The result of the current “MEL” is to promote a much rosier impression of success than reality. While this may convey the donors’ good intentions for assisting the beneficiaries, but with limited sustainable accomplishment extending beyond external funding and facilitation, as prescribed in most Request of Proposals (RFP). This only serves to more deeply entrench projects that by all normal evaluation methodology would be recognized as mostly failures. This in turn prevents project from evolving to better serve the beneficiaries. Since the beneficiaries are not really benefiting from these programs, the result of the total effort is mostly “toying” with a fragile vulnerable population rather than assisting them out of poverty. As such the heavily promoted success instead of failure could be a major incentive of anti-donor terrorism instead of promoting national security. The need here is for future MEL efforts to use a more Objective Set of Criteria, with specific targets for the level of participation by beneficiaries and degree of reliance on the projects’ services offered. Such targets should be consistent with the expectation of the underwriting public. This will require “biting the bullet” on decades of embellished ineffective entrenched projects.
It is very difficult to conceive that the donors imposing the MEL with staffed with “professional” full time M&E personal, writing massive multi-volume guidebooks, are not fully aware the open ended accounting is more about publicity than independently and objectively assuring the taxes committed are wisely invested, nor despite a 4-Tiered Isolation from the beneficiaries, and only well-orchestrated site visits are so far out of touch with their implementing contractors and beneficiaries to be unaware of the misrepresentation discussed above. Thus, it must be considered as mostly a deliberate effort to mislead the underwriting taxpayer and their elected representatives. I believe that is called a “cover-up” and contains Potential Liabilities for which it might be prudent for those involved to discuss with their respective personal attorneys. Hopefully, this concern gets these issues address and corrected enough to avoid the unpleasantries, massive expense and publicity of having to do this through class action litigation that can only be judicated by the taxpayers whose taxes are being squandered and view litigation in terms of deviation from their initial expectations.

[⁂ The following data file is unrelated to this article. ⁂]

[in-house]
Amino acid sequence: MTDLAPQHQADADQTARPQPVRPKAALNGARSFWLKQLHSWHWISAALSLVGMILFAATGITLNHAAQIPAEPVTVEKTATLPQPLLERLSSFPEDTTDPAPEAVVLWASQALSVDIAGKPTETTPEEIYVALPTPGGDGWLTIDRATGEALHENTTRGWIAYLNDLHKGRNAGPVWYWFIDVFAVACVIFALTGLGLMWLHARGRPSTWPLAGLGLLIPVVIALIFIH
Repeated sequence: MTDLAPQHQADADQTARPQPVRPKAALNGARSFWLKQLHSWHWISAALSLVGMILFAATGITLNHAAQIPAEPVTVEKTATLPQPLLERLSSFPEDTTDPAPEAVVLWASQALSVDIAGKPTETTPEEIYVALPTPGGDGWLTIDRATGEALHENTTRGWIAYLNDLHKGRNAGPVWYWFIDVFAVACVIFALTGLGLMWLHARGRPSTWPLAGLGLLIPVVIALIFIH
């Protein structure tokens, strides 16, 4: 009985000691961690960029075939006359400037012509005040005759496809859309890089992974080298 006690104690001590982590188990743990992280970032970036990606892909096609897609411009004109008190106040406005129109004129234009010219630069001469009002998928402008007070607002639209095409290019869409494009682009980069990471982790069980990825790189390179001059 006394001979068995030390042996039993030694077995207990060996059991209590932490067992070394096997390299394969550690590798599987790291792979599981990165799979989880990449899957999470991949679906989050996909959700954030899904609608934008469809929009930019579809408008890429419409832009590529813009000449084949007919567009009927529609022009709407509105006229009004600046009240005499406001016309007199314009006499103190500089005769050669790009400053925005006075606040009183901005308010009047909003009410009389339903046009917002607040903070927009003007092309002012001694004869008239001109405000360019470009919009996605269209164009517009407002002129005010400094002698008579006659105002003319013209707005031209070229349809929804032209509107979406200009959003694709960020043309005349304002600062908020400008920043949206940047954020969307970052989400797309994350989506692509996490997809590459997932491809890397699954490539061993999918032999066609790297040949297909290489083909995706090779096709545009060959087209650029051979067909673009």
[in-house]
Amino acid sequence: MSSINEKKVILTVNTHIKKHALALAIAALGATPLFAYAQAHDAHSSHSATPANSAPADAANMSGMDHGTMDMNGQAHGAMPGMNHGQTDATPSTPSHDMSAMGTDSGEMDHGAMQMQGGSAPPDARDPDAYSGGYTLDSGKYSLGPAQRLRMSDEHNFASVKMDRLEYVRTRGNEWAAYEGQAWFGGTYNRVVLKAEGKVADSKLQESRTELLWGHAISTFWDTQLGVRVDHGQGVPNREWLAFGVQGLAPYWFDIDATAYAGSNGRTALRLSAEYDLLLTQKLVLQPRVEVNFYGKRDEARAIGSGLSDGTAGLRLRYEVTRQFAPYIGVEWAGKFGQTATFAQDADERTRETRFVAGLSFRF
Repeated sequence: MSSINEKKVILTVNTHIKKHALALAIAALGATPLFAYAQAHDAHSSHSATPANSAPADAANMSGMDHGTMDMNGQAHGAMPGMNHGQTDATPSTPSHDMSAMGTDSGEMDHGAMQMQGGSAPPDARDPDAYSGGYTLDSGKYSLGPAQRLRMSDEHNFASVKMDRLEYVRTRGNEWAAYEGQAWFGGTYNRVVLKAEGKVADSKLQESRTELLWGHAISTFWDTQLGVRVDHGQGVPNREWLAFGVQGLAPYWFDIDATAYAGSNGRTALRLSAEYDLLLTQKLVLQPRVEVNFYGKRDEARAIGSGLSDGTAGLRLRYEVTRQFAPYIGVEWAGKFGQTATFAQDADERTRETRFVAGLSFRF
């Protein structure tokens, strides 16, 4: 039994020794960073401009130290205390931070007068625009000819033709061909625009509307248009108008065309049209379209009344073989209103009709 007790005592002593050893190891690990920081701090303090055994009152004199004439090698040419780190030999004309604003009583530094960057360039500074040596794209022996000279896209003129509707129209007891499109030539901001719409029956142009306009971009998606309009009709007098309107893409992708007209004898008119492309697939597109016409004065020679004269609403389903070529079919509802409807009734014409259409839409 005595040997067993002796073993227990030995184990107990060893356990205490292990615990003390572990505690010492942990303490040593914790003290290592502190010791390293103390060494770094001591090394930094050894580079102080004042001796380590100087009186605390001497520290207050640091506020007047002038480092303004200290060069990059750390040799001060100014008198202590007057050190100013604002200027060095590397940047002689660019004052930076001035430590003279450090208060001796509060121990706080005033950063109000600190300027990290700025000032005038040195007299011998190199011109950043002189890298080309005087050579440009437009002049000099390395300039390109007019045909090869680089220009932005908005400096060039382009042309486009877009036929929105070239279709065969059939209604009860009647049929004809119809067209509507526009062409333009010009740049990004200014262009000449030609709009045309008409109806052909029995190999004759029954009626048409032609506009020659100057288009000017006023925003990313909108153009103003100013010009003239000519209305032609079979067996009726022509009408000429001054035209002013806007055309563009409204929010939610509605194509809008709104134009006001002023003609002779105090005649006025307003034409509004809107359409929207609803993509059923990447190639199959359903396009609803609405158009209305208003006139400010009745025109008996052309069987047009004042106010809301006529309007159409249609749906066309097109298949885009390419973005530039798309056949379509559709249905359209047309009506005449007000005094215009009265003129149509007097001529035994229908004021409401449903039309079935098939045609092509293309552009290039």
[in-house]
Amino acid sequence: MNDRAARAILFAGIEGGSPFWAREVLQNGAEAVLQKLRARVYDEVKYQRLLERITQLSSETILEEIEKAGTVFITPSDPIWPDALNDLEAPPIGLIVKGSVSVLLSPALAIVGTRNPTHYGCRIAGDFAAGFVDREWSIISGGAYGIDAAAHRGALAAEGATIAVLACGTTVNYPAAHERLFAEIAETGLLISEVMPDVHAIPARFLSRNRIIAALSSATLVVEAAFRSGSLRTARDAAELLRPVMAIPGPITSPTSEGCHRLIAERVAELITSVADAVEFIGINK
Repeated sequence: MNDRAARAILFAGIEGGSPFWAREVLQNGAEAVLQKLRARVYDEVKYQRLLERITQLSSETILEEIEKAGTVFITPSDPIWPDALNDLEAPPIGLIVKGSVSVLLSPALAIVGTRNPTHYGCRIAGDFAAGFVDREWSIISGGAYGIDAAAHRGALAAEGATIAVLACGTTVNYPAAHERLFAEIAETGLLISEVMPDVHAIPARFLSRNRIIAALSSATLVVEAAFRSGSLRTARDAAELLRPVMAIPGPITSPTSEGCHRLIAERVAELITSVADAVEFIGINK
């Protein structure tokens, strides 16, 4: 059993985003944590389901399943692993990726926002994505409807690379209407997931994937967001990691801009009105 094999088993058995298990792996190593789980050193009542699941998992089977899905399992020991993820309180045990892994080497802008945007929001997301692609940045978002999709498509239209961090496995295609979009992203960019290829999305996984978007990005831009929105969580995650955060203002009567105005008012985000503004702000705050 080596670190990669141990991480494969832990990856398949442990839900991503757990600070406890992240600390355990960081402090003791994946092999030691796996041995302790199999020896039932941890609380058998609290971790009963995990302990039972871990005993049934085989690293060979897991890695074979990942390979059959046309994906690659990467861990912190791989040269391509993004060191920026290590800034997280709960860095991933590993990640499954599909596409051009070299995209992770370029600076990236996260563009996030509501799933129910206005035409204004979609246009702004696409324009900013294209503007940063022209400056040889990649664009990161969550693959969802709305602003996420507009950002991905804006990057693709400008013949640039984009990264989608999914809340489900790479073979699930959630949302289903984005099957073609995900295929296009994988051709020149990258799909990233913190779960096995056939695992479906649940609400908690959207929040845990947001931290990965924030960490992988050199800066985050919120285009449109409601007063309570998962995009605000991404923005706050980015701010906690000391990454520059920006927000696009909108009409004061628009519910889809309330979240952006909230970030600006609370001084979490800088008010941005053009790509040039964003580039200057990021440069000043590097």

One might also seek spiritual guidance to see if it is still possible to receive enough deliverance to avoid immortal soul spending all eternity immobilized in the frozen River Styx, at the Ninth and lowest ring of Dante’s Inferno, reserved for the worst sinners: those who have sinned against themselves.
I am very much looking forward to the next round of MEL webinars, and will be much better prepared to question any excessive embellishment. Hopefully, this writing will stimulate a much more effective set of MEL criteria that will lead to substantial program changes and we can effectively assist the beneficiaries instead of toying with them. Perhaps we can have potential beneficiaries queued outside the project headquarters door and around the corner, instead of having to seek them out individually. I would like to think that those implementing contractor would look forward to more objective MEL criteria that would guide projects toward more effective activities. They originally joined the process with a sincere intention of assisting with poverty alleviation, and even if they were biased by academia’s bias for cooperative based on social desirability without considering the cost effectiveness of the business model. Once it became clear the business model was non-competitive they will eagerly accept change. Afterall once they are set up it should take only about 30 minutes of thoughtful computation to realize the cooperative system is far more likely to enhance poverty then reduce it. Aren’t overhead costs something that virtually everyone substantially underestimates!!
As it is won’t highly publicized but ineffective projects be more an incentive for anti-donor terrorism than enhancing national security!!
Post Script: Please recognize that my interest in solely in promoting more effective development poverty and not seeking a reduction in development funding, the need is still important.